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Political moneyman Bob Perry ordered to pay $51 million
March 1, 2010

A jury has ordered Houston homebuilder Bob Perry to pay $51 million to a retirement-age Mansfield couple who fought for a decade over a defective house that Perry Homes refused to fix. Perry is the biggest campaign contributor in Texas and a major figure in tort reform championed by Gov. Rick Perry (no relation) to limit lawsuits and cap jury awards against business. Bob and Jane Cull say Perry wouldn't fix their house and so went to arbitration, where they won an $800,000 judgment. The homebuilder refused to pay. He appealed for years through the court system to the Texas Supreme Court, which overturned two lower courts and sent the case back to district court in Fort Worth. Every member of the high court had each received contributions from Perry -- more than $260,000 from Perry, his family and his political committees.

Written by Wayne Slater, Dallas Morning News

A jury has ordered Houston homebuilder Bob Perry to pay $51 million to a retirement-age Mansfield couple who fought for a decade over a defective house that Perry Homes refused to fix. Perry is the biggest campaign contributor in Texas and a major figure in tort reform championed by Gov. Rick Perry (no relation) to limit lawsuits and cap jury awards against business. Bob and Jane Cull say Perry wouldn't fix their house and so went to arbitration, where they won an $800,000 judgment. The homebuilder refused to pay. He appealed for years through the court system to the Texas Supreme Court, which overturned two lower courts and sent the case back to district court in Fort Worth. Every member of the high court had each received contributions from Perry -- more than $260,000 from Perry, his family and his political committees.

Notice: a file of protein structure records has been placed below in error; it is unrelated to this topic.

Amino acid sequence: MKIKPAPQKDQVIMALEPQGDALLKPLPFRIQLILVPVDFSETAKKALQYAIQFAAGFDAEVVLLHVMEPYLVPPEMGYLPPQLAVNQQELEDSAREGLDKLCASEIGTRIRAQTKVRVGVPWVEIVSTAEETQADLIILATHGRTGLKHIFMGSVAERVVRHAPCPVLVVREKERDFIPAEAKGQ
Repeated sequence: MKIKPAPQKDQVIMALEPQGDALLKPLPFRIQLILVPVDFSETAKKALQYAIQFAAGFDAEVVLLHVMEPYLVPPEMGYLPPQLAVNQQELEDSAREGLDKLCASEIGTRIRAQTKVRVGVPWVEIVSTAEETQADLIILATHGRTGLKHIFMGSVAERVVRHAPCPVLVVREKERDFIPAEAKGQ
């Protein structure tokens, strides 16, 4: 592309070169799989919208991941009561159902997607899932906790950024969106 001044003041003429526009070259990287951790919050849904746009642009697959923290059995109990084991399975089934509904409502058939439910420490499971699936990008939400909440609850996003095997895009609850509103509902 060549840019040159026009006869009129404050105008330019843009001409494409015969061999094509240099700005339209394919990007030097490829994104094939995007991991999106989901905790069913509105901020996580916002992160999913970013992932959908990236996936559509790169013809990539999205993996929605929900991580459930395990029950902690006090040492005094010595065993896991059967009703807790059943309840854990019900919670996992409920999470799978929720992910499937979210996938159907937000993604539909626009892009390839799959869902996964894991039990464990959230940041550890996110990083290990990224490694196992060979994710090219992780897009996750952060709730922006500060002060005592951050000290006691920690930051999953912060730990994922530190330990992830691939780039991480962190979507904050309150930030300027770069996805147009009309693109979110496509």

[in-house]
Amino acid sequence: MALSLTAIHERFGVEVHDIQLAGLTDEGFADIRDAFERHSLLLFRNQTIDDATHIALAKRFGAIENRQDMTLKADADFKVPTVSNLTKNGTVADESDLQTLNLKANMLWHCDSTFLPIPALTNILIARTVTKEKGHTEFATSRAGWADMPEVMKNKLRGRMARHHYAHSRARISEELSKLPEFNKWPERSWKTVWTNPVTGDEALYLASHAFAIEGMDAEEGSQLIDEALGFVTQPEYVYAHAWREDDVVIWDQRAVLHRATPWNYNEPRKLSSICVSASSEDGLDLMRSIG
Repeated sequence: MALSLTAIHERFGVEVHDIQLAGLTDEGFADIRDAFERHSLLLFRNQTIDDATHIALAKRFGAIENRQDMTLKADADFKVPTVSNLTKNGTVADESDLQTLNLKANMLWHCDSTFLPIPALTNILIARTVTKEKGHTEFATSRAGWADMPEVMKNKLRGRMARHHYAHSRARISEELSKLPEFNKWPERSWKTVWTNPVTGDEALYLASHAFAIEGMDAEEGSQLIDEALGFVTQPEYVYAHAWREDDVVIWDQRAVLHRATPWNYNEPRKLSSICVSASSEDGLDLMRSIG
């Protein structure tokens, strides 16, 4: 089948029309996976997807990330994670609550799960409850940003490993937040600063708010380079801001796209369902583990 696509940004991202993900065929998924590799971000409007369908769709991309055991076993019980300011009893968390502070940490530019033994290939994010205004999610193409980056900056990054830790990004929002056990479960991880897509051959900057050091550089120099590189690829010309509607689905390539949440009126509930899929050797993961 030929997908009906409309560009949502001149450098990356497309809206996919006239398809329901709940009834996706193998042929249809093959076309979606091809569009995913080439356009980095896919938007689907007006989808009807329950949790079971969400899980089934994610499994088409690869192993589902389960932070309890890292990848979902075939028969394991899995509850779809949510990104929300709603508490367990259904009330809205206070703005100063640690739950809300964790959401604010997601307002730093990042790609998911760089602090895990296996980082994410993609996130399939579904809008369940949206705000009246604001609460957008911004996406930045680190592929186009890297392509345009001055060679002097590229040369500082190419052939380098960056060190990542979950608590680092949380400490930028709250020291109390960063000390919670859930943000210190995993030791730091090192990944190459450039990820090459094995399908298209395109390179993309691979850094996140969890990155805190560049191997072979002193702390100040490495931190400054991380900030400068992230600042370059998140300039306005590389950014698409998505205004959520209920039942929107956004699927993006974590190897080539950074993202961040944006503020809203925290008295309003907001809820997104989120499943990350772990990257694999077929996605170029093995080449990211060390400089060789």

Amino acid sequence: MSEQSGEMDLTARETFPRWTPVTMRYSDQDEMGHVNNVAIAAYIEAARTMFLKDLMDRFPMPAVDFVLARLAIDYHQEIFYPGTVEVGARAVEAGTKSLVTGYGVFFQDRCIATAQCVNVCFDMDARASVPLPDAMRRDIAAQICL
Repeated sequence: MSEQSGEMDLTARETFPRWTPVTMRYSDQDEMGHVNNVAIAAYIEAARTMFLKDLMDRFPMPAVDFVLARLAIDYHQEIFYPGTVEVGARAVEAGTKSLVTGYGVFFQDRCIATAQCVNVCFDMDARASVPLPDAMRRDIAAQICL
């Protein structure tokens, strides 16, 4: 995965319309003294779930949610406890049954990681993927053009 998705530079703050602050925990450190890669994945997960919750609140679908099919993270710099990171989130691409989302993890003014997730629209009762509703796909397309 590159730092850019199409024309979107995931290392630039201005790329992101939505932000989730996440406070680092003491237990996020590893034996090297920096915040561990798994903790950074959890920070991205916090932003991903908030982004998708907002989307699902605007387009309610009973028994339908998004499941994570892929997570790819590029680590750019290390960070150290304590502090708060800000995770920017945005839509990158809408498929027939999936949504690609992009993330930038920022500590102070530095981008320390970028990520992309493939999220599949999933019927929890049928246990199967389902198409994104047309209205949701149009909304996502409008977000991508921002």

On Monday, a jury in Fort Worth ruled in the Cull's favor -- $7 million in actual damages and $40 million in punitive damages. The warranty company that failed to live up to its warranty and fix the house was ordered to pay $4 million more in punitive damages.

"It feels like a modern day David and Goliath triumph. Certainly, God had a hand in this justice," said Jane Cull's sister, Judy Noble. "At last, truth and right trumps power and money."
Anthony Holm, a spokesman for Perry, did not return a telephone call for comment.

The fight between Perry and the Culls underscores the difficulty that some homeowners have in trying to get builders to fix their mistakes - especially politically well-connected businessmen with deep pockets. The Culls began their fight against Perry Homes a decade ago after cracks and other problems developed in their $230,000 home in Mansfield. The Culls said Perry Homes applied some cosmetic fixes, but didn't repair the house. Instead, Perry launched a long battle in court that the Culls say was apparently designed to wear them down. Perry is the biggest campaign contributor to Gov.Perry, who has supported the homebuilder's efforts to limit lawsuits against business and who helped create a state agency that critics say was designed to protect homebuilders against complaints from homebuyers. The Legislature last session abolished the agency.

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